Conclusion
This study illustrates that higher order interaction studies on GWAS data are becoming feasible on supercomputing systems. We have shown nearlinear scalability of runtime with the number of threads on a parallel, distributed memory supercomputer allows for a reduction in analysis runtime that has not been achieved previously. While the approach taken here is yet to be applied over real data, the presented framework gives technical capability to enable previously unachievable research opportunities in GWAS analysis.
Abbreviations
 GWAS:

Genome Wide Association Studies
 SNP:

Single Nucleotide Polymorphism
 GPU:

Graphics Processing Unit
 CPU:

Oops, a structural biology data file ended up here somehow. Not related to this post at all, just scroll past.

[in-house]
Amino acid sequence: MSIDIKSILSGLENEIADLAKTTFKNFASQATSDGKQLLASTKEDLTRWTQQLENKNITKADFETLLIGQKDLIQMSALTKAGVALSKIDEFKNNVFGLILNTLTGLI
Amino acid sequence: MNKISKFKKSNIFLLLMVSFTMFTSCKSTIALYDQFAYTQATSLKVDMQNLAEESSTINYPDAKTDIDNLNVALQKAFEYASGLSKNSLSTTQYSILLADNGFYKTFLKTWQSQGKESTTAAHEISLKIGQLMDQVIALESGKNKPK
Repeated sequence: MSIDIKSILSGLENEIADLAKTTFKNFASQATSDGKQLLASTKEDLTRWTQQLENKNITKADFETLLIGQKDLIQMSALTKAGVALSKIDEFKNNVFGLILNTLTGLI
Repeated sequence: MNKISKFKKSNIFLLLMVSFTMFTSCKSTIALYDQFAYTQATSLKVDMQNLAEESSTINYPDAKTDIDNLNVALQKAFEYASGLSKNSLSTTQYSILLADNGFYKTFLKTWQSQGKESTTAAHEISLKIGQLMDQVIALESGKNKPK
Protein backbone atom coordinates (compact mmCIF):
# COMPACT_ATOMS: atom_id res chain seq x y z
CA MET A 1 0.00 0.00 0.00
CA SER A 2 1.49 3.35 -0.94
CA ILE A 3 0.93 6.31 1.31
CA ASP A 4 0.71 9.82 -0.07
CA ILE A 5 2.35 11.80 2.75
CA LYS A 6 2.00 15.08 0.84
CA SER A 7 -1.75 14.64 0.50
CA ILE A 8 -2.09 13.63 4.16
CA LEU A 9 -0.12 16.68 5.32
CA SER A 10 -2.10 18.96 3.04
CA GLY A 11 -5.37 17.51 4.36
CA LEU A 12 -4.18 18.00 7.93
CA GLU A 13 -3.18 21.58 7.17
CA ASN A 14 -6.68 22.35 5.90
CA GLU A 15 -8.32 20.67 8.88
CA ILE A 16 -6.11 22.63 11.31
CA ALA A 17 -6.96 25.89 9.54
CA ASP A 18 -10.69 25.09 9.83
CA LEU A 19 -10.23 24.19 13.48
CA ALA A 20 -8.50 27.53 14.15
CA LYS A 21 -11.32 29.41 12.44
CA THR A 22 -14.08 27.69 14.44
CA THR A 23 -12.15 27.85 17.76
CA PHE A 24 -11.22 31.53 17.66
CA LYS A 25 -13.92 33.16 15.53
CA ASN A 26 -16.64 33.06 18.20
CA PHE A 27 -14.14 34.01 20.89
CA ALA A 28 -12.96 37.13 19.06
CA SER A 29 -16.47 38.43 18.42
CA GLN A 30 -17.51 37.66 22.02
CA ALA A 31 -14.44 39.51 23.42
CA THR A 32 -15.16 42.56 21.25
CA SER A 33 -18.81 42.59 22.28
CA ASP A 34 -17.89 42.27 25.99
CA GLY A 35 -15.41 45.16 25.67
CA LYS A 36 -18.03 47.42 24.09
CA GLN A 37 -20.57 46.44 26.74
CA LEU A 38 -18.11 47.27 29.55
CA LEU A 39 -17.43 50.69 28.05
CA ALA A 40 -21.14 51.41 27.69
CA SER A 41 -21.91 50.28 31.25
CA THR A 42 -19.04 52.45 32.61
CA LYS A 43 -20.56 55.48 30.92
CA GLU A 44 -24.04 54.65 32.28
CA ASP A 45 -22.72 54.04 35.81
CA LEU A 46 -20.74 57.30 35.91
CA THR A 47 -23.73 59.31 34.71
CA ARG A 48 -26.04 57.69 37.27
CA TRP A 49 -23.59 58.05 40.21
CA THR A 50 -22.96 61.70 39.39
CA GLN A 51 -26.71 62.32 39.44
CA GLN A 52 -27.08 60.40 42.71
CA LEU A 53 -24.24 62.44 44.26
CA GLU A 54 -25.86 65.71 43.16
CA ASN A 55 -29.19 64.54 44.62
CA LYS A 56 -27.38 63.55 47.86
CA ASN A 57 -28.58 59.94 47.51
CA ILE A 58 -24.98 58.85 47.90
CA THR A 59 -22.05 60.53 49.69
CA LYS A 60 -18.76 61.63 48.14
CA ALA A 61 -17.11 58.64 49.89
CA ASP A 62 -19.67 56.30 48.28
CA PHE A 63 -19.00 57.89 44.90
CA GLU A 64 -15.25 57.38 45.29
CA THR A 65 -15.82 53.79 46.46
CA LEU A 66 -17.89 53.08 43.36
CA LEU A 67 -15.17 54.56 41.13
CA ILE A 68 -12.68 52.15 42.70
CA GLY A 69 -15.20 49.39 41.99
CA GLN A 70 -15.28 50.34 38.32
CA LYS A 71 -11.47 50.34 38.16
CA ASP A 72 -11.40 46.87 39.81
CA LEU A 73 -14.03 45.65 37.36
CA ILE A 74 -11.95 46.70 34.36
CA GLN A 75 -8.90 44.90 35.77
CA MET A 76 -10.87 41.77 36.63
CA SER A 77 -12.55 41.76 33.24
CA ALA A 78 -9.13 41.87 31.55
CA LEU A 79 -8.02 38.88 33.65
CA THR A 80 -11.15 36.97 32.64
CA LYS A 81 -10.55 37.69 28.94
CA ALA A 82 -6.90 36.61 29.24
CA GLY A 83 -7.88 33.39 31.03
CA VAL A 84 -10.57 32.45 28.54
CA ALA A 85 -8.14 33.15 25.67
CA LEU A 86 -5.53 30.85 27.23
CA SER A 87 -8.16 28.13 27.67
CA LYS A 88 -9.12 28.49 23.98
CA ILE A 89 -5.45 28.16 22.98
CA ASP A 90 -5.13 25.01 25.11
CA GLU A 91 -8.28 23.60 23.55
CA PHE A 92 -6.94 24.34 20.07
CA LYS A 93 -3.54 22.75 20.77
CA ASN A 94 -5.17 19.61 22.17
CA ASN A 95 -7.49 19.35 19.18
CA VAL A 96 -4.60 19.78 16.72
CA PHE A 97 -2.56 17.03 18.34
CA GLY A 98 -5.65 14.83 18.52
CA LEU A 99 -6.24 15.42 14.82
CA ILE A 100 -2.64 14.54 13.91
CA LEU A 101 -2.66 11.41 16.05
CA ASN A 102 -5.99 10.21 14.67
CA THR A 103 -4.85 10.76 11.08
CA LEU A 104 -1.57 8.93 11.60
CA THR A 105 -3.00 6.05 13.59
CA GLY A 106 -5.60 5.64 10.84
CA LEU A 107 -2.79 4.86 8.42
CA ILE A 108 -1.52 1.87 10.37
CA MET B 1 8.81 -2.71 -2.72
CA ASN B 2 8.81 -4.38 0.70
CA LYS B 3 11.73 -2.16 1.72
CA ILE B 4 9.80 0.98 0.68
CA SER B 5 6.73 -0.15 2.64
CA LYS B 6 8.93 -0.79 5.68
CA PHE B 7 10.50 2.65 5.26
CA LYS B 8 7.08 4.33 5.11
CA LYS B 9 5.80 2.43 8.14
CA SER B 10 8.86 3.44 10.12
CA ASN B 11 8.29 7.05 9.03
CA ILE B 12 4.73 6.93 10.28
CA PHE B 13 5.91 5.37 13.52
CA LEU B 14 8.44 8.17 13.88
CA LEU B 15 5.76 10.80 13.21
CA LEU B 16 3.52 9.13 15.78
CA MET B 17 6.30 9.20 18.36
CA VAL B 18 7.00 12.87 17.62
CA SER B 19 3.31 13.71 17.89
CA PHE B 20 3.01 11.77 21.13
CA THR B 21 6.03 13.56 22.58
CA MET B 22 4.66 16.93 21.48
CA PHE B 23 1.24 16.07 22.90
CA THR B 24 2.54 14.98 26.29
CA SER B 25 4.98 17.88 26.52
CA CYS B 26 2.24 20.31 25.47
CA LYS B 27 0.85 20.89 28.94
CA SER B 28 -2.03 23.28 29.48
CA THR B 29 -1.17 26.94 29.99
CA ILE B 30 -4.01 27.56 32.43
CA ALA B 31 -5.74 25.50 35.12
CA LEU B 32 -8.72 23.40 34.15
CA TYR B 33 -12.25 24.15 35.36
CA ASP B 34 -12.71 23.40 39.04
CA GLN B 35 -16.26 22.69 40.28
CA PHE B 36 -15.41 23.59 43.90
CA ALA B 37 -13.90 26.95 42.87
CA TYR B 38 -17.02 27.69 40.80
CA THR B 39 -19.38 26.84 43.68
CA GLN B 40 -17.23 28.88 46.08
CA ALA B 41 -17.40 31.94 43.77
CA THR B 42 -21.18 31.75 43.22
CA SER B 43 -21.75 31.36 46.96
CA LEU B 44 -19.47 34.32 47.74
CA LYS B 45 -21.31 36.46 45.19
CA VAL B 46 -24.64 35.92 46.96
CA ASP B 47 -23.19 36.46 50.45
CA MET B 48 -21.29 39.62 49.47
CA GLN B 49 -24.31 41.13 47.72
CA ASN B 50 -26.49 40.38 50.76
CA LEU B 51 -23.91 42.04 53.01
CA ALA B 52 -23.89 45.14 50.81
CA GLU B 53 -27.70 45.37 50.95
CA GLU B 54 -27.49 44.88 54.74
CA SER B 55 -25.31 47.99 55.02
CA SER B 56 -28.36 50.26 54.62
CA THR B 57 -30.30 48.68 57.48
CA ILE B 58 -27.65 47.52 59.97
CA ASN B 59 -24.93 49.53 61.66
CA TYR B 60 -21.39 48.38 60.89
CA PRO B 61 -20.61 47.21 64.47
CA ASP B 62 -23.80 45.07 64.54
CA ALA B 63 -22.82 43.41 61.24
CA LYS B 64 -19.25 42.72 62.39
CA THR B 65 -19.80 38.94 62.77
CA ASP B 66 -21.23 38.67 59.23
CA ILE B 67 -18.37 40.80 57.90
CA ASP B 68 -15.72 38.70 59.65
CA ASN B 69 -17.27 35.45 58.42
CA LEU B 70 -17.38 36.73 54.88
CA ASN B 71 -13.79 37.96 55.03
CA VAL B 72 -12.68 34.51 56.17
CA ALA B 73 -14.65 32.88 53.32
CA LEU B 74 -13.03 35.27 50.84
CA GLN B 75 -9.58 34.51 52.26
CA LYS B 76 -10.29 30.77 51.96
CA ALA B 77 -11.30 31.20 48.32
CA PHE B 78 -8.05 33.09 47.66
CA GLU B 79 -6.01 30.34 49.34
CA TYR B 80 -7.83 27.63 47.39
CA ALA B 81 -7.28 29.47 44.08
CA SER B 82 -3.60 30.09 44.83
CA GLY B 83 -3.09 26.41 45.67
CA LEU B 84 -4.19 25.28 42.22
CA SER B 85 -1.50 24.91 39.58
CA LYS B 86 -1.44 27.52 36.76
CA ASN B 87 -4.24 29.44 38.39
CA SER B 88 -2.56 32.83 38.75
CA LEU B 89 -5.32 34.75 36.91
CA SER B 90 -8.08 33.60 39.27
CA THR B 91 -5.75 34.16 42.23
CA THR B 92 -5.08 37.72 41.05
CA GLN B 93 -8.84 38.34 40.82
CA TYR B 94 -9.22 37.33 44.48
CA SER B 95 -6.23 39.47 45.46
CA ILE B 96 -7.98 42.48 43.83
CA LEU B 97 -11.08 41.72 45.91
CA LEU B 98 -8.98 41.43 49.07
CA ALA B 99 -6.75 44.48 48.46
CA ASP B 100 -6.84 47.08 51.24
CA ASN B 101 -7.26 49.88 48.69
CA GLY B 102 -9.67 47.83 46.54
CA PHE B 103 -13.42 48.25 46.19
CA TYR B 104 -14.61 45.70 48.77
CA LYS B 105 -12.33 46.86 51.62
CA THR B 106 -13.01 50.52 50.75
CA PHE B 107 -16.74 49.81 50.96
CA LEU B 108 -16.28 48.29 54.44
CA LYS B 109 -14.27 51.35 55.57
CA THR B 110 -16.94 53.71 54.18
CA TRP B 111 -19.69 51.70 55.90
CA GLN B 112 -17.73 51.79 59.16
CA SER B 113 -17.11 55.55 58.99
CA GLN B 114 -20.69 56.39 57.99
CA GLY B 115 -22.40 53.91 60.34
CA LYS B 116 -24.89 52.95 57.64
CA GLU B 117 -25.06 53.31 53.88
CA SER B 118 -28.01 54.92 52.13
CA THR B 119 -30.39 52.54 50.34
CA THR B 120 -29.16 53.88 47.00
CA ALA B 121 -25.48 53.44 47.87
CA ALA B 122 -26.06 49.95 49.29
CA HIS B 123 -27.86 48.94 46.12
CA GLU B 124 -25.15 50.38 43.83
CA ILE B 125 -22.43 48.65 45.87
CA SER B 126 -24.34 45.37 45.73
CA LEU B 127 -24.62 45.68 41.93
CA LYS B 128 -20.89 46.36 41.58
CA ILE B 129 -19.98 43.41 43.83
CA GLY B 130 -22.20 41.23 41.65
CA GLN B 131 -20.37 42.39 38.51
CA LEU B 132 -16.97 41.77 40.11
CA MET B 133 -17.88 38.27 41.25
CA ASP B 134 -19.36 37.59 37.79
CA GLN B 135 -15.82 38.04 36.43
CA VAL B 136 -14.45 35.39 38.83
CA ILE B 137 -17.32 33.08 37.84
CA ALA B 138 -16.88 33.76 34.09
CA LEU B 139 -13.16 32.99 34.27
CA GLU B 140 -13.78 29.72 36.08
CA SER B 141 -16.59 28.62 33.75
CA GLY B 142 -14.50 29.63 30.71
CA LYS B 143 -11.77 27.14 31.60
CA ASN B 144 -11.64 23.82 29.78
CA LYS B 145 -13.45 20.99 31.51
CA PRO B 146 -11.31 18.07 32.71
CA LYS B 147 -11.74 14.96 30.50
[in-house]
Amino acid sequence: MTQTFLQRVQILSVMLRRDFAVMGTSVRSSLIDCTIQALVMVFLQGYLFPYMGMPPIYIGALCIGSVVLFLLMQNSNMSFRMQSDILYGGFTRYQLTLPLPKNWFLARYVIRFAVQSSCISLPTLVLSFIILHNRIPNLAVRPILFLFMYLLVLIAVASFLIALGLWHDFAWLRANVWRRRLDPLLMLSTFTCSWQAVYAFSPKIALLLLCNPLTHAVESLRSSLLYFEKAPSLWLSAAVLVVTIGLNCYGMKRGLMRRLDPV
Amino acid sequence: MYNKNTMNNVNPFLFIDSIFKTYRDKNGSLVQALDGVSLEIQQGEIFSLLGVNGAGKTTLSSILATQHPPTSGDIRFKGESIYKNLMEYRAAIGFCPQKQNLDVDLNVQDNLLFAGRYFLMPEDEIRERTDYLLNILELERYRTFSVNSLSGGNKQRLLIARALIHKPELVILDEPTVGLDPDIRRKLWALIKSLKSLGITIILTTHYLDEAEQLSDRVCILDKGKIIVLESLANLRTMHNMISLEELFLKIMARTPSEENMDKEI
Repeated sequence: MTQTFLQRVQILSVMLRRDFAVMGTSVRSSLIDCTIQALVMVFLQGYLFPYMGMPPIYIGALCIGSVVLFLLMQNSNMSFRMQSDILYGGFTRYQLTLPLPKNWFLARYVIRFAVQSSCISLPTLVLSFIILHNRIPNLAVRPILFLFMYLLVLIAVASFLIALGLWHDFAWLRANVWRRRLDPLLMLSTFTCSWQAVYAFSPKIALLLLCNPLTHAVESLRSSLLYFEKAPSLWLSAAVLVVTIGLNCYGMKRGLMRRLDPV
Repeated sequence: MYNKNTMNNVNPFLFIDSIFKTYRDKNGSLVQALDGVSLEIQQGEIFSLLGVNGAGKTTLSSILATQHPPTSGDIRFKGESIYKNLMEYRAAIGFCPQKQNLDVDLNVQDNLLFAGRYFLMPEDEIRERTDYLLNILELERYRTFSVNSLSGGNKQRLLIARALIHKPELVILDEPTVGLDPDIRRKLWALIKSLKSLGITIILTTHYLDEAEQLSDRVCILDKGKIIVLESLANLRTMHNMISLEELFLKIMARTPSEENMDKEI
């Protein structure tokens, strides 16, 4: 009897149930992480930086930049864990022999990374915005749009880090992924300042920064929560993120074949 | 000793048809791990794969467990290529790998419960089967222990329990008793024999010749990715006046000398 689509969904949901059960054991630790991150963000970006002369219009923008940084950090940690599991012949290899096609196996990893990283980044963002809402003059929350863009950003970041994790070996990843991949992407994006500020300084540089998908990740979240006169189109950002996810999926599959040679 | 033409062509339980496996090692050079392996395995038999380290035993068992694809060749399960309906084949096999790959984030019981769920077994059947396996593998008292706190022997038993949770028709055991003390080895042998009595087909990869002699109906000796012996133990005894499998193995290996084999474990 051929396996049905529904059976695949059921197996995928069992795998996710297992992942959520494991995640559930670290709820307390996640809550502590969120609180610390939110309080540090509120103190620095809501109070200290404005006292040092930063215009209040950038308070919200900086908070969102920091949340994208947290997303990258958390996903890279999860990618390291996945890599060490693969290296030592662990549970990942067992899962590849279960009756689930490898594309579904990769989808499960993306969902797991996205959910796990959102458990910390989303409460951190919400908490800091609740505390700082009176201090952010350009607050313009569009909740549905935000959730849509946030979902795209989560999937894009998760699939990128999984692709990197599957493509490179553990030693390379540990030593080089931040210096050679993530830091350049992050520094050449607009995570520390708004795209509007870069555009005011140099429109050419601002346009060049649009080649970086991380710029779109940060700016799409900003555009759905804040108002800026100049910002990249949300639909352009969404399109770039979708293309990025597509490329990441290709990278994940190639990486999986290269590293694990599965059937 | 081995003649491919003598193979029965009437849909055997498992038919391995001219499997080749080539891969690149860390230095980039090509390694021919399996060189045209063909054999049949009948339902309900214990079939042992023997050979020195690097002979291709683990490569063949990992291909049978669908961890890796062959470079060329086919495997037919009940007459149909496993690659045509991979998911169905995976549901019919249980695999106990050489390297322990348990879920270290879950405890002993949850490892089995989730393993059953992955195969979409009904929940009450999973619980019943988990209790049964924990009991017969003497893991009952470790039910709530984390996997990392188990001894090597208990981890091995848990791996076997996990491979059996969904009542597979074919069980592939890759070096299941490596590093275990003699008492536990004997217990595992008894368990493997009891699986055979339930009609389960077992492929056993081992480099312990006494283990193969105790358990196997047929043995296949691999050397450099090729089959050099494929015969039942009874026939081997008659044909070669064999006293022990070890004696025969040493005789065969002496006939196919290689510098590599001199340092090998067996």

Central Processing Unit
 CT:

Contingency table
 MPI:

Message Passing Interface
 df :

Degrees of freedom
 BG/Q:

IBM Blue Gene/Q
 VLSCI:

Victorian Life Science Computation Initiative
 GHz:

Gigahertz
 GB:

Gigabyte
 TB:

Terabyte
 DNA:

Deoxyribonucleic acid
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Declaration
This research was partially funded by NHMRC grant 1033452 and was supported by a Victorian Life Sciences Computation Initiative (VLSCI) grant number 0126 on its Peak Computing Facility at the University of Melbourne, an initiative of the Victorian Government, Australia.
This article has been published as part of Health Information Science and Systems Volume 3 Supplement 1, 2015: Proceedings of the Health Informatics Society of Australia Big Data Conference (HISA 2013). The full contents of the supplement are available online at http://www.hissjournal.com/supplements/3/S1/